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Space: The final frontier

ST:TOS PostcardThis post is not about what Roddenberry meant by “space”, but it tickles my Trekker funnybone to be able to throw Star Trek references in. Here, have a gratuitous picture of some of the TOS cast. I promise it’s relevant. Eventually.

I posted last time that I was planning to reconfigure my home office, to incorporate some of the things that my classmates have or do in their workspaces. Specifically, I wanted a “writing wall” like Laurel has. And I knew I could fit one in, too. I knew exactly where it would go.

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Rhetoric, Process, and Materials – Part 4

Having discussed and played with some concrete materials, we then moved on to a broader view of materials, in the form of Ergonomics and The Writing Space.


It is alarmingly easy to injure yourself, when you sit in one attitude for long periods as you do when writing (especially on a computer). Those who write on laptops are at increased risk, depending on how they position the laptop. I know this from personal, painful, experience, and will never take ergonomics for granted again.

We were given an ergonomics assignment for homework. Take a photo (or have someone take a photo) or make a drawing of yourself in your writing space, and complete the ergonomics checklist we were given. I felt pretty confident in my own space – it’s a proper desk with keyboard tray, etc., after all – but doing this made me aware of some deficiencies. This photo – and the discussion in class – shows that I need a wider keyboard tray so I can have my mouse/trackpad beside my keyboard rather than above/behind. I also need to adjust my chair height, to improve the angle of my wrists. And I could do with a lumbar roll.

The sharp-eyed reader will note the bottle of Writer’s Tears Irish Whiskey atop the desk hutch, along with my Shakespeare and Jane Austen action figures. Who says writing has to be lonely?

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Rhetoric, Process, and Materials – Part 3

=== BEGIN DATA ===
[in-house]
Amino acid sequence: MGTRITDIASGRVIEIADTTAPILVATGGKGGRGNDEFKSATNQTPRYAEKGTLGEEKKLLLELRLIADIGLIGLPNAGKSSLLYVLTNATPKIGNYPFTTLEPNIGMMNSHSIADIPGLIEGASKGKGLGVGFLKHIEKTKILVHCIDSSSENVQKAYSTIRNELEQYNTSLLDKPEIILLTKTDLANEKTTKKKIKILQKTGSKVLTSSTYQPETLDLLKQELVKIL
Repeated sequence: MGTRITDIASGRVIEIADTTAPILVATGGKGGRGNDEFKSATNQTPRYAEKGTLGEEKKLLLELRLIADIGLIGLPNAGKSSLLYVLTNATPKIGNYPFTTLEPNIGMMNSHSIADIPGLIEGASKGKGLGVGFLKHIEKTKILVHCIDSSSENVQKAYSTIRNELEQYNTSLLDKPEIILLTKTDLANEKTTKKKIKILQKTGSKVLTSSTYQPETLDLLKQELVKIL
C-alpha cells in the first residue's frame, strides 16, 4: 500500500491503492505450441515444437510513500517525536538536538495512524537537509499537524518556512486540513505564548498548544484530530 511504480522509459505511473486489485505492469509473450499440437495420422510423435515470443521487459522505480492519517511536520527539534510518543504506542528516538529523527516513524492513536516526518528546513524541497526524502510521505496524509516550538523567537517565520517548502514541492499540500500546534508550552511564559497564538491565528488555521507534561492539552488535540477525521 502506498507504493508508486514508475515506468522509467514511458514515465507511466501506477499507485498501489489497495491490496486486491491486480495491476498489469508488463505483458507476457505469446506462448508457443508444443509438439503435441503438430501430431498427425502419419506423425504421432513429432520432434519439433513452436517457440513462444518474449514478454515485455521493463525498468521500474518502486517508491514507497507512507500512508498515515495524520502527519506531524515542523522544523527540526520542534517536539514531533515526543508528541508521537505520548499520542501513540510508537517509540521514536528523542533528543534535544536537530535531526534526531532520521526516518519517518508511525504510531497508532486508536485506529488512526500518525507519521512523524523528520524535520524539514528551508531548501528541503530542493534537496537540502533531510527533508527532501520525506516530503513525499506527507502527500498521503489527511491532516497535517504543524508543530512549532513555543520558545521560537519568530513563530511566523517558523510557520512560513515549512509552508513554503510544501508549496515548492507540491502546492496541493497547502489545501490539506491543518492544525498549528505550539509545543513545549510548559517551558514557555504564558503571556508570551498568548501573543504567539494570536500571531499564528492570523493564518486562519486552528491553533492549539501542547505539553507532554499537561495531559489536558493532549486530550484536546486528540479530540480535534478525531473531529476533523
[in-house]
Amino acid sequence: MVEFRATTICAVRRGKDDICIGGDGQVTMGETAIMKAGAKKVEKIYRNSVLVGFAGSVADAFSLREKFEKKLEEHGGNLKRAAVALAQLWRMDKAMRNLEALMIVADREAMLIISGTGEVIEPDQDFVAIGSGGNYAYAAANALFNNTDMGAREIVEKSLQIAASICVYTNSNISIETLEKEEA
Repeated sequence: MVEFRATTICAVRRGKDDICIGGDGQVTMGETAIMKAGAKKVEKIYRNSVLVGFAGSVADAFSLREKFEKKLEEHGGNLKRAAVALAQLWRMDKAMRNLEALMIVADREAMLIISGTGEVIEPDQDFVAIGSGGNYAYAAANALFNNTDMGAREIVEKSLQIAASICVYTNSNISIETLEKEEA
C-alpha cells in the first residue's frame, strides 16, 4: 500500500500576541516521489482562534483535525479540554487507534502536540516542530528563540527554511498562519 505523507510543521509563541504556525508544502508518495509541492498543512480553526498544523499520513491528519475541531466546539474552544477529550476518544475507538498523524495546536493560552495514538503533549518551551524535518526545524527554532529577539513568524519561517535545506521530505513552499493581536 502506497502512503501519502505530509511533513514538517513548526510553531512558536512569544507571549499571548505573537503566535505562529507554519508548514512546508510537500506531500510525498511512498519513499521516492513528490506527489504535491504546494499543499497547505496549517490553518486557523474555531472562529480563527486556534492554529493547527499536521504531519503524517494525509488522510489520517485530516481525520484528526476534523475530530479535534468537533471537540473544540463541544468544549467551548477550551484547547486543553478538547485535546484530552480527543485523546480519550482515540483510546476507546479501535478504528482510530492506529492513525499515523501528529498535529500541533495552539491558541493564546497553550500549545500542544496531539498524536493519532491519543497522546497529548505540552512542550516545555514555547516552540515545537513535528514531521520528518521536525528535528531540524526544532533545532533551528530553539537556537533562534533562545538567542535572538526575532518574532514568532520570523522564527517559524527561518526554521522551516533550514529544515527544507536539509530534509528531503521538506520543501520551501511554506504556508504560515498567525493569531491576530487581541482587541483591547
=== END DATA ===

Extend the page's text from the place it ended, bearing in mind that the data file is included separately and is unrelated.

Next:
We had two sessions on Rhetoric and Process, and then two more full sessions on Materials. I’ve blended the content of both sessions, to maximize logical progression

Our speakers were Betsy Warland, founder of The Writer’s Studio program, and Renée Sarojini Saklikar, a TWS alumna who will be taking over teaching the RPM’s course from Betsy next year.

I expected a discussion of Materials to be about pens, paper, printers, notebooks, computers, software, that kind of thing. And, because I know nothing, that’s exactly what it was not about, except in the most abstract way.

The first thing Betsy did was to start colouring outside the lines, metaphorically speaking.

Image courtesy of Stuart Miles/
Image courtesy of Stuart Miles / FreeDigitalImages.comWhen do children concentrate most? When they are at play. And that’s also when they learn best, and make quantum leaps forward in understanding.

With that understood, she asked, what is materials? The answer: materials is everything. (As in, everything, everyone, everywhere, all the time. Including your physical presence and body.) And then we did some exercises with and about materials.

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Rhetoric, Process, and Materials – Part 2

Last time I wrote about Rhetoric, as it relates to writing instruction. This is post about Process, as laid out in the model arising from the Dartmouth Conference of 1956, shown here. This got quite long, because we covered so much.

If you watch Mad Men, you may remember a scene where Roger goes in to Don’s office, to find him lying on his sofa, smoking and staring at the ceiling. (There’s probably a glass of scotch nearby, too.) Roger stares at Don a moment, then says something like, “I have to remind myself that this is what it looks like when you’re working.”


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